The Government is planning to bring a Bill to Parliament to clarify “some provisions in the 102nd Constitutional amendment Bill” to restore the power of the states to identify backward classes.
- In India, separate OBC lists are drawn up by the Centre and each state concerned. Articles 15(4), 15(5) and 16(4) expressly conferred power on a state to identify and declare the list of socially and educationally backward classes.
About the 102nd CAA
- The 102nd CAA, 2018 has given constitutional status to the National Commission for Backward Classes (NCBC).
- With this, NCBC gets powers to examine the grievances in the implementation of the various welfare schemes meant for OBCs.
- The status of the Central list of OBCs has been elevated by giving constitutional status to the list.
- It has given powers to the Parliament to make changes in the Central OBC list.
- The 102nd Constitution Amendment Act of 2018 inserted Articles 338B and Article 342A (with two clauses) after Article 342.
- Articles 338B deals with the structure, duties and powers of the National Commission for Backward Classes.
- Article 342A says that the President, in consultation with the governor, would specify the socially and educationally backward classes.
New changes in Constitutional (127th) Amendment Bill 2021
- Constitutional (127th) Amendment Bill 2021 was introduced in Lok Sabha by the Minister of Social Justice and Empowerment, Dr. Virendra Kumar, on August 9, 2021. The Bill amends the Constitution to allow states and union territories to prepare their own list of socially and educationally backward classes.
- List of socially and educationally backward classes: The National Commission for Backward Classes (NCBC) was established under the National Commission for Backward Classes Act, 1993. The Constitution (One Hundred and Second Amendment) Act, 2018 gave constitutional status to the NCBC, and empowered the President to notify the list of socially and educationally backward classes for any state or union territory for all purposes. The 2021 Bill amends this to provide that the President may notify the list of socially and educationally backward classes only for purposes of the central government. This central list will be prepared and maintained by the central government. Further, the Bill enables states and union territories to prepare their own list of socially and educationally backward classes. This list must be made by law, and may differ from the central list.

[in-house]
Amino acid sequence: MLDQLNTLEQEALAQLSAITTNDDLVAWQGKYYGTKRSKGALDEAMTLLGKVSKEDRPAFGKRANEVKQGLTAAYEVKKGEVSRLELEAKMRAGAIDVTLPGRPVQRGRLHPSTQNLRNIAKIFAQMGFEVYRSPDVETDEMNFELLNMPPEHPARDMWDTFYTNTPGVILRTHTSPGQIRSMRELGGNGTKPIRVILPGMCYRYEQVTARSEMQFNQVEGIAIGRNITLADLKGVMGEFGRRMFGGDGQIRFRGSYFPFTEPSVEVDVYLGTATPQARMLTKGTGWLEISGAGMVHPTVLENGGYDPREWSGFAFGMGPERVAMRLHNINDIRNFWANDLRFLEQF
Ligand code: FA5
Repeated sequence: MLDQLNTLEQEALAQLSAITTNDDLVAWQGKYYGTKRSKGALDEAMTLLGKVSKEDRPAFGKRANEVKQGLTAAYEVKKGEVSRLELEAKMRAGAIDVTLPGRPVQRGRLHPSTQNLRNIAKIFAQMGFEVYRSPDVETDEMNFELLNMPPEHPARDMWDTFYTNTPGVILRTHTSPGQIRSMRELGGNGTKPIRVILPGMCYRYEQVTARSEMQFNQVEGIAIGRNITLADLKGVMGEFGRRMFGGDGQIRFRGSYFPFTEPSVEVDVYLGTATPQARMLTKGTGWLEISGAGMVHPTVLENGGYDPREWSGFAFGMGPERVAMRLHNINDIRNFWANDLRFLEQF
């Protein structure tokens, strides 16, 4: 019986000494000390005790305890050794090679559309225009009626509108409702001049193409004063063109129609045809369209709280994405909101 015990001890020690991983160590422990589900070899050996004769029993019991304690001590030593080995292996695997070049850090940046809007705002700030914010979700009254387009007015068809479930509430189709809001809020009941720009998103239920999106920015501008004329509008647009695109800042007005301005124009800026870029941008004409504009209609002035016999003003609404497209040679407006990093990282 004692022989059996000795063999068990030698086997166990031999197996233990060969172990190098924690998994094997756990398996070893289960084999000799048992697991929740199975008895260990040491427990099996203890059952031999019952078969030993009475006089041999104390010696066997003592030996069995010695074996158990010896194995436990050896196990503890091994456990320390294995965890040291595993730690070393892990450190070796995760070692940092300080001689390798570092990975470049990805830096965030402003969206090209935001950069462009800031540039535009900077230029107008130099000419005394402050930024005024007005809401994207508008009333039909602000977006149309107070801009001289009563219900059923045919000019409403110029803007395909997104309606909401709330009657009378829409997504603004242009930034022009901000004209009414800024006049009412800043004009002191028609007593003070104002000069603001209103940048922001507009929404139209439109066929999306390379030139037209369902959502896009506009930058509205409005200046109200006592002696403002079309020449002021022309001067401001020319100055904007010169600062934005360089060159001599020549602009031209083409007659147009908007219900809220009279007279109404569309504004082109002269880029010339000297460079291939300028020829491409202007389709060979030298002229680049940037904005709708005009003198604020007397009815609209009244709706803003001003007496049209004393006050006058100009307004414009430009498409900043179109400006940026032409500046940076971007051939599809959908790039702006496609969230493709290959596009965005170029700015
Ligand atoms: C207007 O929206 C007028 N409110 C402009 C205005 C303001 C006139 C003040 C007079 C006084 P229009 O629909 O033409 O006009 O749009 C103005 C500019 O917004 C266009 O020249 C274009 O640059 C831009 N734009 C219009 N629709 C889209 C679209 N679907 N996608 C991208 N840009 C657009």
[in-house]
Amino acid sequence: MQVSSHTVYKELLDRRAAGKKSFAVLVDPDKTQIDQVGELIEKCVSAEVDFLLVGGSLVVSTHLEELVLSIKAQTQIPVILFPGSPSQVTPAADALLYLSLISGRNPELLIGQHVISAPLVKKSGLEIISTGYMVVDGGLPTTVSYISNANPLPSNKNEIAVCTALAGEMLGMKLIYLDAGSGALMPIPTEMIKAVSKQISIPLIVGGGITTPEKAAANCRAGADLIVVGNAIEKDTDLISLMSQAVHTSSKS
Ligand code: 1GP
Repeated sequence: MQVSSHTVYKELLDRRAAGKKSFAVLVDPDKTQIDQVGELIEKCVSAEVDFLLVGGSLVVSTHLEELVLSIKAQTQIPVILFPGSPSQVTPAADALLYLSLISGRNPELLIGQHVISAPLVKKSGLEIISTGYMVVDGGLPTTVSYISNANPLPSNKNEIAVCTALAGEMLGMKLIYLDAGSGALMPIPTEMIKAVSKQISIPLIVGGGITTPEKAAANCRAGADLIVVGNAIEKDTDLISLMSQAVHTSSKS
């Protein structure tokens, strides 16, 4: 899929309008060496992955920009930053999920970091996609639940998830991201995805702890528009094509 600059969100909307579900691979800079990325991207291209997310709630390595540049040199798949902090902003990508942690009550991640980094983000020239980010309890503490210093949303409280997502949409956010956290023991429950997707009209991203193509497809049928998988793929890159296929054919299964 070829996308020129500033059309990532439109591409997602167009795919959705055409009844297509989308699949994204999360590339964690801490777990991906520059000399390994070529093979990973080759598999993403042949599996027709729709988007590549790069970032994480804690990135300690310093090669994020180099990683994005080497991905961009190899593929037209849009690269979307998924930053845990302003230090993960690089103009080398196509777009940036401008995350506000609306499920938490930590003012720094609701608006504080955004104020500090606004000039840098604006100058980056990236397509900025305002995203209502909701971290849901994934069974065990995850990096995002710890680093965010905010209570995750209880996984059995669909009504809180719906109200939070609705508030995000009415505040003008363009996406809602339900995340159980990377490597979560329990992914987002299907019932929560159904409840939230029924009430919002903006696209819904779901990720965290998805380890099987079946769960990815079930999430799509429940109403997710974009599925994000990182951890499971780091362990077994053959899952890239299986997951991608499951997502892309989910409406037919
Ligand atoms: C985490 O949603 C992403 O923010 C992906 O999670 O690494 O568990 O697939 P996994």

- Consultation with the NCBC: Article 338B of the Constitution mandates the central and state governments to consult the NCBC on all major policy matters affecting the socially and educationally backward classes. The Bill exempts states and union territories from this requirement for matters related to preparation of their list of socially and educationally backward classes.
Why is the 127th Constitution Amendment Bill needed?
- The amendment was necessitated after the Supreme Court in its Maratha reservation ruling in May upheld the 102nd Constitutional Amendment Act but said the president, based on the recommendations of the National Commission for Backward Classes (NCBC), would determine which communities would be included on the state OBC list.
- “In the task of identification of SEBCs, the President shall be guided by the Commission set up under Article 338B; its advice shall also be sought by the state in regard to policies that might be framed by it. If the commission prepares a report concerning matters of identification, such a report has to be shared with the state government, which is bound to deal with it, in accordance with provisions of Article 338B. However, the final determination culminates in the exercise undertaken by the President (i.e. the Central Government, under Article 342A (1), by reason of Article 367 read with Section 3 (8) (b) General Clauses Act),”
- “The states’ power to make reservations, in favour of particular communities or castes, the quantum of reservations, the nature of benefits and the kind of reservations, and all other matters falling within the ambit of Articles 15 and 16 – except with respect to identification of SEBCs, remains undisturbed,”
- The 102nd Constitution Amendment Act of 2018 had inserted Articles 338B and Article 342A (with two clauses) after Article 342. Articles 338B deals with the structure, duties and powers of the National Commission for Backward Classes. Article 342A says that the president, in consultation with the governor, would specify the socially and educationally backward classes.